Generosity shines right through

An annual choir of bell ringers began making music weeks ago in Kandiyohi County, the steady tinkle of their bells bringing the jingle of coins dropped into Salvation Army kettles at 11 different locations. The bells stop ringing at noon today, b...

Christmas giving
A Salvation Army bell ringer is seen Thursday in Willmar. Tribune photo by Ron Adams

An annual choir of bell ringers began making music weeks ago in Kandiyohi County, the steady tinkle of their bells bringing the jingle of coins dropped into Salvation Army kettles at 11 different locations. The bells stop ringing at noon today, but the crescendo will be heard Christmas morning in homes throughout Kandiyohi County. That's when more than 1,000 children will be opening presents made possible by those who donated to kettles watched over by the bell ringers.

"How I'd like to peek in the windows,'' said Capt. Deborah Jolly, pastor and administrator for The Salvation Army in Willmar.

The annual "Angel Tree'' program will be bringing the joy of Christmas to at least 575 homes in the county this year, more than ever before. A dozen or so volunteers joined on Wednesday to play Santa Claus and deliver bags of presents and Christmas meals to all of the homes. It's all made possible by the generosity of those who clang coins in the kettles or not infrequently, mail contributions or drop by The Salvation Army headquarters to personally deliver them, according to Jolly.

The Salvation Army has seen a steady growth in the number of people seeking help through the Angel Tree program in the last few years. Jolly said the need has grown as the economy has struggled.

Some of those seeking help are unemployed or unable to work; others have jobs but aren't able to make ends meet, she said.


"Some people just don't have the money to do what they want to do for their families,'' said Jolly.

The good news is that people are doing more to help meet this need. Jolly said it will likely take until mid-January to tally up all of the season's donations, but at last count things were on track. The Salvation Army was 71 percent of the way towards its goal of $58,000.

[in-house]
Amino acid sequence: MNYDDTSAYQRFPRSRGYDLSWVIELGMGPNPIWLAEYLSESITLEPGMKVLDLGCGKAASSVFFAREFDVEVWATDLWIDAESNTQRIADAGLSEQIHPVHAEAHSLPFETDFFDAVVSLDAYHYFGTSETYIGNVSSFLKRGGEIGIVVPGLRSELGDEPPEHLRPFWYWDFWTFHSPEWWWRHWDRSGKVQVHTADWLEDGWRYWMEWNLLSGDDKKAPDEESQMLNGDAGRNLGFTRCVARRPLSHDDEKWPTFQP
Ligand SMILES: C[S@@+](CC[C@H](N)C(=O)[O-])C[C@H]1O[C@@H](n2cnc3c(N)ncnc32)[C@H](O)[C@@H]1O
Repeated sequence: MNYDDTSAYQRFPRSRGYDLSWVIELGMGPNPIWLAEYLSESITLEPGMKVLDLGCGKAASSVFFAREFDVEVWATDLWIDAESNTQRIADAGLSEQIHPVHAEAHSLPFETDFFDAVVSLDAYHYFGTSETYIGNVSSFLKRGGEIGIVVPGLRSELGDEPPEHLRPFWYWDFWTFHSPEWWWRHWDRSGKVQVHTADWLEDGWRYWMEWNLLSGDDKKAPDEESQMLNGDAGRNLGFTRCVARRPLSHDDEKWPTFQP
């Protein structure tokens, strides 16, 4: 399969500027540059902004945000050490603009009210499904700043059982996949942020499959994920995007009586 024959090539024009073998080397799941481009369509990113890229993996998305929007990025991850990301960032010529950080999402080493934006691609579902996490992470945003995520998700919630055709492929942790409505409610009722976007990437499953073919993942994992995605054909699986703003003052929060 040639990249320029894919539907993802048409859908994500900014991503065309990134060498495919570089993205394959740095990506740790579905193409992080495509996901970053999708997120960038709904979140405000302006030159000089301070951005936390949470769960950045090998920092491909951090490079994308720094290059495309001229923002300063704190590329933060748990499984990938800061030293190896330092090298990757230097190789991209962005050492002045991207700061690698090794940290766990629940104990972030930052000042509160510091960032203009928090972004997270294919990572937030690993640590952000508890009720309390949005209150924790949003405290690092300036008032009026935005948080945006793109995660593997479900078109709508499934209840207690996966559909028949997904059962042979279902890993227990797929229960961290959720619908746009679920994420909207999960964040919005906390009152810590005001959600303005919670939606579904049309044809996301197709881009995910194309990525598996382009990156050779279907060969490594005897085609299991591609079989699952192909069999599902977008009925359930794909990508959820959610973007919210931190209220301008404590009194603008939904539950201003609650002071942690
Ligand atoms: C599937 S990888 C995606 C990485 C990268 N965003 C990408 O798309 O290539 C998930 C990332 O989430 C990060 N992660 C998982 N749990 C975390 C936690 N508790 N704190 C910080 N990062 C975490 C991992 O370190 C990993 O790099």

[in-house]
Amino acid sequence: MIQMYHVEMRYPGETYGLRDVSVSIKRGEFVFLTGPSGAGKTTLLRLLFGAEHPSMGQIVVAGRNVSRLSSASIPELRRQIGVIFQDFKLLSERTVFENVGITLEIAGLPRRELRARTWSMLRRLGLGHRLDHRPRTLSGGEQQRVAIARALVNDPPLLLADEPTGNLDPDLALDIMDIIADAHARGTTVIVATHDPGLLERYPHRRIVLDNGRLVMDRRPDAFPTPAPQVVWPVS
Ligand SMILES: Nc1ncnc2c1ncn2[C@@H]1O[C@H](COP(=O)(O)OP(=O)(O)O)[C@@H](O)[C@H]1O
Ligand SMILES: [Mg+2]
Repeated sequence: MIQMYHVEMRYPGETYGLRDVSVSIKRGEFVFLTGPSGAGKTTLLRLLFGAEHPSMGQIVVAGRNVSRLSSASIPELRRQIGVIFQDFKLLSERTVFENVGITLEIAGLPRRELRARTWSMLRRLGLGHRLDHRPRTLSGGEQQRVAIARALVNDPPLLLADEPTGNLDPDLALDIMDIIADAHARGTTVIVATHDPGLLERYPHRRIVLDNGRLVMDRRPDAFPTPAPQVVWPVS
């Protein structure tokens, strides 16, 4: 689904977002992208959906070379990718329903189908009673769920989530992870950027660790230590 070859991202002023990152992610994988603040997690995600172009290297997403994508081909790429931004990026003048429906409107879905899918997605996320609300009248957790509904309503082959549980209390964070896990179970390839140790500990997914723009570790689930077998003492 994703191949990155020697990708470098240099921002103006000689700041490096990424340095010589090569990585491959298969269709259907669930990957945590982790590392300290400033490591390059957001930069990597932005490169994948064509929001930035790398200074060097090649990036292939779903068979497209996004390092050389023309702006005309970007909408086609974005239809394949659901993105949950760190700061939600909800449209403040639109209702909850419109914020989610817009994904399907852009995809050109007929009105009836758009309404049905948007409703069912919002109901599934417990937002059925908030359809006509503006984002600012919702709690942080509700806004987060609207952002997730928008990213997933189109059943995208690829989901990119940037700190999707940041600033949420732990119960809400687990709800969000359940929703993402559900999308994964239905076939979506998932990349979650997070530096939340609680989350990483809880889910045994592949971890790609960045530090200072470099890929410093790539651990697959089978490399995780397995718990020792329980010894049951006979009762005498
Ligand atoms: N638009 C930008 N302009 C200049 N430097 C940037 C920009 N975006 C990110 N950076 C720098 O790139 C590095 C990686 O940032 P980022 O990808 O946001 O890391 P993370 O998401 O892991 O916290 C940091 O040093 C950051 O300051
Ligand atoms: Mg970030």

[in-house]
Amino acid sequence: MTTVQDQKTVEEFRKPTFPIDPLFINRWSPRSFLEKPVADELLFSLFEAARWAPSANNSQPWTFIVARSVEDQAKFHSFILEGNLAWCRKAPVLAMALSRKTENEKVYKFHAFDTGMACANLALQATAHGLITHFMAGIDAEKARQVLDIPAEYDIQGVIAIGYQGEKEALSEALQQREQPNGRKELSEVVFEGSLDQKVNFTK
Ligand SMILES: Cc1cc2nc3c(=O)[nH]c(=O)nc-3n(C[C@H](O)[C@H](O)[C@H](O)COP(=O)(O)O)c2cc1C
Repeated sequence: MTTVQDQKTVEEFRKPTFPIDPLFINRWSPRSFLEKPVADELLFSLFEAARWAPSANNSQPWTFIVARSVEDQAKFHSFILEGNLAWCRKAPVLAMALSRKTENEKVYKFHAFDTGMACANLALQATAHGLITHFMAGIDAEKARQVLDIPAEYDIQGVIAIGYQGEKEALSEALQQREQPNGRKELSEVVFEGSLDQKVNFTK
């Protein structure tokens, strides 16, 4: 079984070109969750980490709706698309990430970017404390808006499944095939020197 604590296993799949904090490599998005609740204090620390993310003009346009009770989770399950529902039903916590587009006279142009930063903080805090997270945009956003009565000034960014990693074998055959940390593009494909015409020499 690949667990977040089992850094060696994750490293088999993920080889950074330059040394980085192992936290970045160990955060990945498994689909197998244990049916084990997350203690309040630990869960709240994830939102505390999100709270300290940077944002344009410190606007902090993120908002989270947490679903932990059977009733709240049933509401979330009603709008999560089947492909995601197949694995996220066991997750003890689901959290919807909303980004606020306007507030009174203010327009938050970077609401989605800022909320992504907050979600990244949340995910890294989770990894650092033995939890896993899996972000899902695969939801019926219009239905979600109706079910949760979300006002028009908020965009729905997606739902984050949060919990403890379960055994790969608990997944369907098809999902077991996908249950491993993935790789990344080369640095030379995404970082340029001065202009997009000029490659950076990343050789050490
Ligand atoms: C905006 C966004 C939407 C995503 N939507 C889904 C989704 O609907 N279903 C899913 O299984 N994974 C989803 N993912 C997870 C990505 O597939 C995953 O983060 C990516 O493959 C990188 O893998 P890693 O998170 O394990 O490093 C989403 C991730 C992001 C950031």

As donations were arriving, so were requests for help.

Jolly said the Salvation Army gets word out weeks earlier to let people know that those with needs can apply for help. Parents fill out an application to show their need, and give the Salvation Army the name, age, gender and Christmas wishes of their children.

This year about 30 percent of the children will receive the exactly the gifts they had on their lists. All of the children receive gifts, usually a couple toys, a clothing article and stocking stuffer-type item. Barbie Dolls, Legos and football and soccer balls are the big items this year.

Finding stuff for the young children is easy, said Jolly, who added: "The teenagers are hard.''

While the Salvation Army is one of the most visible charitable organizations during the holidays, Jolly said the Salvation Army is certainly not alone in helping out families with Christmas needs.

The United Way, veterans groups, churches and other organizations also play important roles in helping those in need during the holidays.


The area food shelves also play a major role in collecting toys and gifts for families in need, Jolly said.

In fact, last month was the all-time record-breaker for the Willmar Area Food Shelf with 794 families served, said Christie Kurth, director of the food shelf.

With an increasing number of families needing assistance this Christmas season, December is likely to set a new record. "It just keeps climbing," she said.

The Willmar Area Food Shelf has set new records every month since January of 2009. From 2008 to 2009 there was a 23 percent increase in people served. This year the increase will be another 12 to 13 percent.

Fortunately, the generosity of the community is matching the need so far, according to Kurth.

Thursday morning a regular food shelf donor brought in a $5,000 check, and Thursday afternoon someone walked in with a $750 check.

"The generosity within the people in the county has been overwhelming," Kurth said. "It's a miracle."

Donations continue to come in as well for Warm the Children -- a local program that helps provide warm winter clothing for children. The program has reached 85 percent of its 2010 goal of $39,000, and 100 percent of all monetary donations go to the children.


Geared toward helping "the working poor" who struggle to make ends meet, the program each year helps hundreds of children in Kandiyohi, Meeker, Renville, Chippewa, Yellow Medicine and Swift counties. Volunteers help take the families shopping, allowing the children to purchase warm clothing to suit their needs.

The program is run by the West Central Tribune, in partnership with Main Street Willmar. Donations may be mailed to or dropped off at the Tribune office or at any one of eight downtown Willmar businesses.

The Salvation Army's Capt. Jolly said the meaning of Christmas isn't found in the toys placed under the trees but in the happiness and excitement that those presents bring to the children -- and knowing the pleasure it brings their parents.

Jolly said the meaning Christmas was evident earlier this week in the generosity that filled the Salvation Army office with bags of presents waiting to be delivered. "This is Christmas,'' she said.

-- Tribune staff writer Carolyn Lange contributed to this story.

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